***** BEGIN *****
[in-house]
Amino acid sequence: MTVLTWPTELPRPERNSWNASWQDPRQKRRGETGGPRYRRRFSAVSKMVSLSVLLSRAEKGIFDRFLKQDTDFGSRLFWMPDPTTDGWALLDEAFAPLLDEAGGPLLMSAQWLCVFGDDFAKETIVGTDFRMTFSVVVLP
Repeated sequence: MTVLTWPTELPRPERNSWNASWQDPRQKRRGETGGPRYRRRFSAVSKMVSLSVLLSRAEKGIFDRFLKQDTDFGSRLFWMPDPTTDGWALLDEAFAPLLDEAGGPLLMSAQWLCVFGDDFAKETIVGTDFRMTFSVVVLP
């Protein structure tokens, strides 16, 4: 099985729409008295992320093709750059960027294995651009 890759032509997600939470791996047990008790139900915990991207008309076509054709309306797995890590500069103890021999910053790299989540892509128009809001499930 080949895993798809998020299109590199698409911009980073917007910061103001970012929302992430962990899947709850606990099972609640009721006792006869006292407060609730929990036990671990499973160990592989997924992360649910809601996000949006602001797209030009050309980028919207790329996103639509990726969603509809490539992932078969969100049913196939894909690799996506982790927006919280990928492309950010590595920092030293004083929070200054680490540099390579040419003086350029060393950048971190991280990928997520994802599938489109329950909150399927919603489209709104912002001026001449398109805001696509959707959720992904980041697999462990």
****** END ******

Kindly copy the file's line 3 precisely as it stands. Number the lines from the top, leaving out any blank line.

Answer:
Repeated sequence: MTVLTWPTELPRPERNSWNASWQDPRQKRRGETGGPRYRRRFSAVSKMVSLSVLLSRAEKGIFDRFLKQDTDFGSRLFWMPDPTTDGWALLDEAFAPLLDEAGGPLLMSAQWLCVFGDDFAKETIVGTDFRMTFSVVVLP